Sesame Street Cast: True Blue Miracle
There's much to recommend this song, though the best part, for me, is hearing the voices of so many beloved actors from Sesame Street take their turn at celebrating the season. But unlike so many of our previous posts in this week's theme, for some reason, the original songs which come from my absolute favorite, perennial must-see holiday special Christmas Eve on Sesame Street haven't been covered well, if at all.
Okay, so Oscar's I Hate Christmas really wouldn't bear out as a softer tune, even with a heavy dollop of irony; if anything, it would work only as a thrashpunk number. And truly, this song is so definitive in the original, I fear coverage would only end up sapping the life right out of it.
But perhaps the world is overdue for a few versions of the Bob McGrath-led tune Keep Christmas With You, which one can't help but imagine in the transformative hands of some modern low-voiced male singer-songwriter like M. Ward or David Bazan, or perhaps in the sweet, rich tones of Rosie Thomas or Shawn Colvin. Anyway, it makes me cry, every time. So here: see it as it was meant to be seen. And Merry Christmas, to each and every one of us.
Friday, December 24, 2010
Thursday, December 23, 2010
Emmet & Alice Otter: When The River Meets The Sea
[purchase on DVD]
Rose Polenzani w/ Session Americana: When The River Meets The Sea
As I wrote on my "other" blog two years ago as part of a feature on this week's topic, "if this Paul Williams-penned tune wasn’t familiar from two of Jim Henson’s most magical Christmas specials ever*, it would fit perfectly in the gospelfolk canon." And though it makes but slight allusion to the Christmas story itself, it makes a good hymn, too - as my wife and I discovered performing it for church last year around this time, with naught but the appalachian dulcimer to accompany us.
But though Emmet's story is a beloved childhood memory, it took singer-songwriter Rose Polenzani's 2008 release of the same name to truly bring the beauty of this song home to me. Piano, strings, and sweet harmonies come courtesy of fellow Bostonians Session Americana, who specialize in intimate and occasionally raucous pubfolk, but the voice and arrangement are all Rose, showing why I'm such a fan of the diminutive folk artist. For her sparser live version - equally potent, in its own way - head over to Cover Lay Down, where you'll find it part of this year's set of Secular Songs and Nondenominational Carols.
*The version from Emmet Otter's Jugband Christmas is the original, of course, predating the John Denver and the Muppets version by a couple of years - I would have posted the latter, too, which presents the song as a sweet and mild duet between Denver and Kermit's nephew Robin the Frog, but it's been stuck in our car's CD player for a couple of weeks now.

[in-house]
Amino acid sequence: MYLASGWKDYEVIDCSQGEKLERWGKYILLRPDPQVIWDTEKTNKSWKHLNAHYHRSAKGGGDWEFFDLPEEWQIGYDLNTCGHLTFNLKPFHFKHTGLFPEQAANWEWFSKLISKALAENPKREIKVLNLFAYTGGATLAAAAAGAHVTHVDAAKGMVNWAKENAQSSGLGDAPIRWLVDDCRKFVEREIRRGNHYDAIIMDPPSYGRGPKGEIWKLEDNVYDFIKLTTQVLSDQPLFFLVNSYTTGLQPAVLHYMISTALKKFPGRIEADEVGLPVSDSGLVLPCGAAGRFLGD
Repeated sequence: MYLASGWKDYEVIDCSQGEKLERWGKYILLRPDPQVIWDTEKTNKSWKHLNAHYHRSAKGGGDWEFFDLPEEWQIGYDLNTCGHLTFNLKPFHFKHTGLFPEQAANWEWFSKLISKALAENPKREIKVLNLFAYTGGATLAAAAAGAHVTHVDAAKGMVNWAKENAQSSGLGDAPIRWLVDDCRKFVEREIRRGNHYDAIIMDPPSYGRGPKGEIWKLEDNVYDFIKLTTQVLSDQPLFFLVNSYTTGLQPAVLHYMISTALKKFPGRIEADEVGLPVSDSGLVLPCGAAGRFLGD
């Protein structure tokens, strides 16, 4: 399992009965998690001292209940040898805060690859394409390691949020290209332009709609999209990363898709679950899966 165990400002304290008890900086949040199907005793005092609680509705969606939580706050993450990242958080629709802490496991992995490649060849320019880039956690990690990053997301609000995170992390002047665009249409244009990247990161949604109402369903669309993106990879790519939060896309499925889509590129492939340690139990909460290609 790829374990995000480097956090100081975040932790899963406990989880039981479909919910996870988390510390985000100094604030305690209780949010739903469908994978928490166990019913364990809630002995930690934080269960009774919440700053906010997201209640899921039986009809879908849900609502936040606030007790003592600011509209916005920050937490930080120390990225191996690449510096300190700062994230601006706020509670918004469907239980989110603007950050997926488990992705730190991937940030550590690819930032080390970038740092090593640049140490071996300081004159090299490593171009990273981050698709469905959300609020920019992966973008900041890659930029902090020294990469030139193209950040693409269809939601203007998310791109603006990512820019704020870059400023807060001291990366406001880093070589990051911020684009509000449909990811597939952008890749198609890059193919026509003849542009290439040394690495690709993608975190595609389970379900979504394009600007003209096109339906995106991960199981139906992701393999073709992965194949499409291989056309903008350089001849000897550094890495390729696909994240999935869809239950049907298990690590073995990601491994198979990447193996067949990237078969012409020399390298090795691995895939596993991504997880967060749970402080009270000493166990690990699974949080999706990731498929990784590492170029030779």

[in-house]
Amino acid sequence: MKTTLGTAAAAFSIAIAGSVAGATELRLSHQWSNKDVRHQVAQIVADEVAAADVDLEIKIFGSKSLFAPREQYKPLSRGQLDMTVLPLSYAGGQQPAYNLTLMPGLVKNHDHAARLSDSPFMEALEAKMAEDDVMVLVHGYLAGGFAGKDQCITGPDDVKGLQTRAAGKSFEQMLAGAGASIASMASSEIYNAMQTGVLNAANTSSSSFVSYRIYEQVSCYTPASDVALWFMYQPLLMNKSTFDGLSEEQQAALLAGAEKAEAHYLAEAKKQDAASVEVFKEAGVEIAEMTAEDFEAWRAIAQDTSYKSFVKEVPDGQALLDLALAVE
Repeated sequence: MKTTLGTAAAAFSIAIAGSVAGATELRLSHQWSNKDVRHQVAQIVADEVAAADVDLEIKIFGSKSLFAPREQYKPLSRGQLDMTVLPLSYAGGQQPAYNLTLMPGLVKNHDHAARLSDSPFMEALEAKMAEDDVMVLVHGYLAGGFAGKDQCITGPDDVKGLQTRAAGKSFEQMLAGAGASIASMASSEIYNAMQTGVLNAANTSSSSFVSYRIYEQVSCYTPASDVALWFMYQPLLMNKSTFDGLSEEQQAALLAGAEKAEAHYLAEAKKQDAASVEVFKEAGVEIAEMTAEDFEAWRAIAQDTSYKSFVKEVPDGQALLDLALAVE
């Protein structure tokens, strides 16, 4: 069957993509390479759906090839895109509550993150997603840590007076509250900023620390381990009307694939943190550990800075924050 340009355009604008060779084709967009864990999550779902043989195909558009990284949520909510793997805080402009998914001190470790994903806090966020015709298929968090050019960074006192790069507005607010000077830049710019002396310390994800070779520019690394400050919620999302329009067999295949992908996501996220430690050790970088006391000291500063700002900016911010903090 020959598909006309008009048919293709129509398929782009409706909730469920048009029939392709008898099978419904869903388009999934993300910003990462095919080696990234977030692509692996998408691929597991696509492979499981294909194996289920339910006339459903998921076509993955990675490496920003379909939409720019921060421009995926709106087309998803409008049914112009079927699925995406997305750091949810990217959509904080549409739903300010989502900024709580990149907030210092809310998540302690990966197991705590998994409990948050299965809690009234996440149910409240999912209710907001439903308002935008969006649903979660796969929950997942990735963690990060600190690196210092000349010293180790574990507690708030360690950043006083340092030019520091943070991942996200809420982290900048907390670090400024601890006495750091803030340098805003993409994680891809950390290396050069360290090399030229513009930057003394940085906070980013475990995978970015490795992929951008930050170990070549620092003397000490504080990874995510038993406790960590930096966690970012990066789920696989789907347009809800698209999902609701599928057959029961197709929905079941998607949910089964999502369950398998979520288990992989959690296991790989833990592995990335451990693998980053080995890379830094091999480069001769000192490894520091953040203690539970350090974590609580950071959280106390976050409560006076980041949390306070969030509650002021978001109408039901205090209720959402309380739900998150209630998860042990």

Leon Redbone and Zooey Deschanel: Baby It‘s Cold Outside
Baby, It’s Cold Outside is one of those accidental holiday songs. There is no mention in the lyrics of Christmas, and the spirit of the piece is really not very Christmasy at all. Frank Loesser wrote Baby It’s Cold Outside in 1944, and he marked the two parts in the score "mouse" and "wolf". For four years, Loesser performed the song with his wife, Lynn Garland, at informal occasions. Then, in 1948, Loesser sold the rights to the song to MGM. Garland was reportedly furious.
MGM’s first move was to place the song in a movie, Neptune’s Daughter, where it was sung twice, by Ricardo Montalbán and Esther Williams, and also by Red Skelton and Betty Garrett. Another notable soundtrack appearance of the song was by Bette Midler and James Caan in the 1991 film For the Boys. But here, we hear the version from the song’s most recent soundtrack appearance, in the movie Elf. As far as I can tell, this is the first time the song was used in a holiday-themed movie. Leon Redbone and Zooey Deschanel play the parts of the wolf and the mouse perfectly.
Over the years, the song has been performed by some very unlikely couples. Here are a few: Dolly Parton and Rod Stewart, Martina McBride and Dean Martin, James Taylor and Natalie Cole, and my favorite for sheer weirdness, Ann-Margaret and Al Hirt.
Wednesday, December 22, 2010
Vince Guaraldi Trio: Christmas Time is Here
Sarah McLachlan ft. Diana Krall: Christmas Time is Here
I've got a few minutes before dinner, just time enough for the lowest of low-hanging fruit on our weekly theme. If you've never heard the soundtrack to the 1965 TV special A Charlie Brown Christmas --- welcome to planet Earth!
Vince Guaraldi, in the mid-60's a hot jazz player who was following Stan Getz into Bossa Nova, was tapped because he, like Charles Schulz, was active in the San Francisco area. It was an inspired marriage – Guaraldi scored all the rest of the lucrative Charlie Brown TV specials.
I've also included a gorgeous 2006 cover by songstress Sarah McLachlan, with Diana Krall on piano. Enjoy!
Tuesday, December 21, 2010
Thurl Ravenscroft: You‘re a Mean One, Mr Grinch
I grew up in a Jewish home, so I don’t get nostalgic for most of the old Christmas specials. Still, there were two that we always watched: A Charlie Brown Christmas and The Grinch. Yes, I know the full title is How the Grinch Stole Christmas, but every year there was that one special night when the cry went up, “Hurry, The Grinch is on!” The song is further proof that the bad guys always get the best stuff to sing, even during the holidays.